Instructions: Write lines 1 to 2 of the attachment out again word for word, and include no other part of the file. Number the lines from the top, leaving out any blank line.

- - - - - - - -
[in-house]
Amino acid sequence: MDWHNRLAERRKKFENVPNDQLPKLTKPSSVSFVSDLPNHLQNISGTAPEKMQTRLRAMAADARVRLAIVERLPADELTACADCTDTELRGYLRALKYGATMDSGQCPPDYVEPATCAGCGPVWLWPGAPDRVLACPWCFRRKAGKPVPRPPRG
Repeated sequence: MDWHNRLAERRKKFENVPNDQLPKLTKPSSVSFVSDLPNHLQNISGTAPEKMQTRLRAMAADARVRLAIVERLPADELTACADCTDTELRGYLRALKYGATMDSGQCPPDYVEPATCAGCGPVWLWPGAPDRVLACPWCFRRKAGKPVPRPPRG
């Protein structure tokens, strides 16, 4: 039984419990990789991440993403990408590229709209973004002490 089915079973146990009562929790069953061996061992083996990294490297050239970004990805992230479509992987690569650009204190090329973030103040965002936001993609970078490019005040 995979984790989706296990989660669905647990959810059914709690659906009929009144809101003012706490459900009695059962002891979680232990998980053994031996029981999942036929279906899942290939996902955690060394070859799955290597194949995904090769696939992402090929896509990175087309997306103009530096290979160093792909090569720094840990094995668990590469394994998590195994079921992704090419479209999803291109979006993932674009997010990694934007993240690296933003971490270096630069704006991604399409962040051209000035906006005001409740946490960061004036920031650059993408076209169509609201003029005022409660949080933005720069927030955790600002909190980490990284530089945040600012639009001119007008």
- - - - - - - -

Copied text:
[in-house]
Amino acid sequence: MDWHNRLAERRKKFENVPNDQLPKLTKPSSVSFVSDLPNHLQNISGTAPEKMQTRLRAMAADARVRLAIVERLPADELTACADCTDTELRGYLRALKYGATMDSGQCPPDYVEPATCAGCGPVWLWPGAPDRVLACPWCFRRKAGKPVPRPPRG